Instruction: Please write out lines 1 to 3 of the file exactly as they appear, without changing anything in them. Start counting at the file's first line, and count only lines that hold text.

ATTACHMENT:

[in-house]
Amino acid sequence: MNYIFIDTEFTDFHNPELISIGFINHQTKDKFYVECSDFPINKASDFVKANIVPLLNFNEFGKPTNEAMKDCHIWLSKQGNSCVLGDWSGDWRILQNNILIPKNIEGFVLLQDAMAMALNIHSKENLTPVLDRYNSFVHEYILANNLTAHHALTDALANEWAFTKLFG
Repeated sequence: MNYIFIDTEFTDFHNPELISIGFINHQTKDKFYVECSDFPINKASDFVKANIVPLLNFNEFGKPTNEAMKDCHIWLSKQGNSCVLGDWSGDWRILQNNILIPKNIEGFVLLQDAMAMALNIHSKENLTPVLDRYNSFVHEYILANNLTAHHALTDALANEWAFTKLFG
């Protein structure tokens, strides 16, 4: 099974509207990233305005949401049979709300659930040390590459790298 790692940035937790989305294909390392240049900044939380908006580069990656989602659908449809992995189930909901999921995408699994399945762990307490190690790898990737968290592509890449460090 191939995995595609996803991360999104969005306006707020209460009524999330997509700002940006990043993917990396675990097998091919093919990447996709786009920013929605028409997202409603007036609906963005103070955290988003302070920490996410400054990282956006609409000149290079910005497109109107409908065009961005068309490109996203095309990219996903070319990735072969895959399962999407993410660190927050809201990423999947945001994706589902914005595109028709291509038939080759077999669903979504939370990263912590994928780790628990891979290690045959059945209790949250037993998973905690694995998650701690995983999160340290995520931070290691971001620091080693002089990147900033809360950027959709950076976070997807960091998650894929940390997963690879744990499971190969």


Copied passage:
[in-house]
Amino acid sequence: MNYIFIDTEFTDFHNPELISIGFINHQTKDKFYVECSDFPINKASDFVKANIVPLLNFNEFGKPTNEAMKDCHIWLSKQGNSCVLGDWSGDWRILQNNILIPKNIEGFVLLQDAMAMALNIHSKENLTPVLDRYNSFVHEYILANNLTAHHALTDALANEWAFTKLFG
Repeated sequence: MNYIFIDTEFTDFHNPELISIGFINHQTKDKFYVECSDFPINKASDFVKANIVPLLNFNEFGKPTNEAMKDCHIWLSKQGNSCVLGDWSGDWRILQNNILIPKNIEGFVLLQDAMAMALNIHSKENLTPVLDRYNSFVHEYILANNLTAHHALTDALANEWAFTKLFG